CLEVELAND — The newly created “Black Lives Matter” street mural on East 93rd Street was vandalized overnight, with phrases written inside several of the street wide letters.
Phrases like “Stop killing each other” and “BLM is Marxist” were written inside some of the creatively-decorated letters of the mural, which spans the street with the words "Black Lives Matter" spelled out on the asphalt.
Ricky Smith, a local artist who led the art project in response to the protests of police violence and racial injustices across the country, remained optimistic after learning of the vandalism, responding to News 5’s inquiry, “It’s cool. It’s expected. I just go down and repaint it.”
On Twitter, Smith said he was grateful for the good weather Monday, so he could fix up some up the letters, adding that he wasn't going to let one person ruin the work and energy put into this mural.
No no nope. I don’t want that to be the narrative. Thousands of people have left their comfort zones to go check out the amazing artwork.— Ricky Smith (@Rickonia) June 30, 2020
One person felt left out and wasn’t loved enough as a child.
I’m not going to let the one mess up the energy of the thousands. https://t.co/V1GtvFzGR8
The letters, each with a different design, were created by over a dozen local artists who used their own ideas and creative expression to fill the letters.
Each paint stroke on Cleveland’s Black Lives Matter mural was done intentionally.
”It’s bringing back a sense of community, inspiration, hope, freedom, justice and liberty for all,” said local artist Antwoine Washington, who designed the letter "L". “This is what it’s supposed to look like but not all the time it looks like that, but with projects like this we’re able to get closer to that dream.”
Since the mural went up, residents from all over the area have shown up to document the street mural.
Councilman Blaine Griffin expressed outrage at the vandalism. According to the councilman, the street where the mural is at will be closed until July 6 so the mural can be restored and vandal can be exposed.
Griffin released the following statement on Tuesday:
I am somewhat shocked that a man, apparently possessing some pent-up anger, would boldly step out in broad daylight to deface the newly painted "Black Lives Matter" mural on East 93rd Street. The mural is a community effort, calling for justice and raising the issue of institutional racism.
Nearby residents have taken pictures of a middle aged African-American male defacing the mural by writing over it with messages not consistent with the unifying message the mural represents.
I am extremely disappointed and outraged that someone is so selfish to push his own agenda -- one that is demeaning to the greater community. This man has no right to disregard the artistic expression created by hundreds of artists and community volunteers.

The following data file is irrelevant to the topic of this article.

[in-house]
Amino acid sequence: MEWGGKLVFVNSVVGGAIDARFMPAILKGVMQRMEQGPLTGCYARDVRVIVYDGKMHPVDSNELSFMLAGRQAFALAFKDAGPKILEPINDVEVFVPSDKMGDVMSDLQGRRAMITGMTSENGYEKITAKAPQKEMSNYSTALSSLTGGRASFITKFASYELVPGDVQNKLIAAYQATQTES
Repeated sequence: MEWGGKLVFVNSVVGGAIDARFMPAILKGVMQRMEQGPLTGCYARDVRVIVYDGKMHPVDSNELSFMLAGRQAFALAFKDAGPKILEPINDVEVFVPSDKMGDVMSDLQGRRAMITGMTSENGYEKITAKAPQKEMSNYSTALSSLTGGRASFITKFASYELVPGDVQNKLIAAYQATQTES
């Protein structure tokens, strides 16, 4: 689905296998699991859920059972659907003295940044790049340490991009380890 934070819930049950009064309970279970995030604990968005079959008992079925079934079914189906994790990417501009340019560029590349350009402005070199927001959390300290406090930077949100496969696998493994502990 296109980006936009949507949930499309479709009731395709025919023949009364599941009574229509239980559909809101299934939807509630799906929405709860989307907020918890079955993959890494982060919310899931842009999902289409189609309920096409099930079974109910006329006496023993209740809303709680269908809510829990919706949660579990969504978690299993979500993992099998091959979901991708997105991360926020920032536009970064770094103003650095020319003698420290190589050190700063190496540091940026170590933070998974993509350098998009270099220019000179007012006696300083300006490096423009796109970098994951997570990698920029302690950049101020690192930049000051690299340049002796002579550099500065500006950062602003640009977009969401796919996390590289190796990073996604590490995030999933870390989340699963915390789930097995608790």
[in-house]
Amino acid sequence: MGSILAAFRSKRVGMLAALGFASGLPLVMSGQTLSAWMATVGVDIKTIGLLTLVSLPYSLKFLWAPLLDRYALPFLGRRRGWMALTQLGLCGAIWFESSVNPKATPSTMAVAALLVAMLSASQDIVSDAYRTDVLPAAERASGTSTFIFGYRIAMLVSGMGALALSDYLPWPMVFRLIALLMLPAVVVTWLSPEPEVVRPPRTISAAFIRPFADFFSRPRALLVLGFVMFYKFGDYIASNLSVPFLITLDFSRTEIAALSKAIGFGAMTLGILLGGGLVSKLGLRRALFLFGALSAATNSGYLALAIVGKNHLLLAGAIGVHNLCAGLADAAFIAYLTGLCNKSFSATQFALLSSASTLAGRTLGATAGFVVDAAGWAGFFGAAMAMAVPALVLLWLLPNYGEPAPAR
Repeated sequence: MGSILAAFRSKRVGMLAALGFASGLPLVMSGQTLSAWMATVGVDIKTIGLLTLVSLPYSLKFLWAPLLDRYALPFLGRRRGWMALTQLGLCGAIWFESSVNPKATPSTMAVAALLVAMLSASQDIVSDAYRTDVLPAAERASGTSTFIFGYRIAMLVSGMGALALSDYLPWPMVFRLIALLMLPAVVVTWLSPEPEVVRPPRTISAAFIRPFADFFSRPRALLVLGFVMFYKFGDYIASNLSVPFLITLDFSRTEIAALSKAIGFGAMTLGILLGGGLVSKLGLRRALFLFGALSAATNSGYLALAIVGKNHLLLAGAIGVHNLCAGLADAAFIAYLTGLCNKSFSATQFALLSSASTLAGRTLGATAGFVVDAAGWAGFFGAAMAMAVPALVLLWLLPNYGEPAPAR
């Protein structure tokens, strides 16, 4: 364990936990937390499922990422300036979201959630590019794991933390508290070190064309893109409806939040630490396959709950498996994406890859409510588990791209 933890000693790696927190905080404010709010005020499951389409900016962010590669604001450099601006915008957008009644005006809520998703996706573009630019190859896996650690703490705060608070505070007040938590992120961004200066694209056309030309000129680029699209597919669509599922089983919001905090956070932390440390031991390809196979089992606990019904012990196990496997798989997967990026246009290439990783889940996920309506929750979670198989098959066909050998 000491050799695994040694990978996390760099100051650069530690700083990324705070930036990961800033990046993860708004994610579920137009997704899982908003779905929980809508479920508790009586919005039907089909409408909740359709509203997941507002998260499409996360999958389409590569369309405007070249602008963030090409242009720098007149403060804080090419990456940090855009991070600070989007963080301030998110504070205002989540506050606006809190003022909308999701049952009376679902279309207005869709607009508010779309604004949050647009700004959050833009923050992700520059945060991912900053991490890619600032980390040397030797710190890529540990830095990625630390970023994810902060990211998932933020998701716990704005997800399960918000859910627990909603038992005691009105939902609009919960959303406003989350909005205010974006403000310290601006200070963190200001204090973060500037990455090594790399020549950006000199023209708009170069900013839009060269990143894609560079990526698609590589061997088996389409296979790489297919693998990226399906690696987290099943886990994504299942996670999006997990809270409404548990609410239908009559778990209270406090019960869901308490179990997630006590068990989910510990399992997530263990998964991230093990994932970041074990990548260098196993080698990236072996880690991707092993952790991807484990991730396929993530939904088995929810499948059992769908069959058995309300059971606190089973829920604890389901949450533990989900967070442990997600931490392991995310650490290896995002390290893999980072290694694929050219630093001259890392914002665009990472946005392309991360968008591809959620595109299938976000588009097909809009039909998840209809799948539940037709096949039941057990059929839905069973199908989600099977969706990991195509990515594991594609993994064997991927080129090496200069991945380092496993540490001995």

There is also a false narrative put out, saying there were nearby police sleeping while the mural was being vandalized. I have not seen any evidence to prove that nor have the residents. There has been a very limited police presence. Police have been socializing with residents, playing with the children and coming to enjoy the mural themselves. It is so unfortunate that other people who clearly have different agendas would try to tarnish this project.
We will keep the street closed until the morning of Monday, July 6th. We will restore the mural to reflect its original intent and expose anyone who wants to damage it.We will also continue to embrace the visitors that have come to visit the mural. People have come from as far as New York and Washington, D.C., to see the painted street mural. Many groups have bussed in children and various groups including churches, sororities and fraternities. We will continue to have activities to shine a positive light on East 93rd. On Sunday, July 5th, we will host the Line Dance King, Robert Johnson, Jr. at 5:00 pm. We will encourage masks be worn and be safe and physically distant."
Additionally, Griffin issued the following message specifically to the person who vandalized the mural:
You do not have the right to make your opinion more important than the rest of us. We will not allow your selfishness and disrespect for this community to be a distraction from this unifying message. It is not about you. It is about the collective community. The “Gravity of this Moment” has caused many of us to use this as a time for introspection and self-reflection about how we can be part of the solution and demand change. This Black Lives Matter mural means a lot to this community and you need to respect that.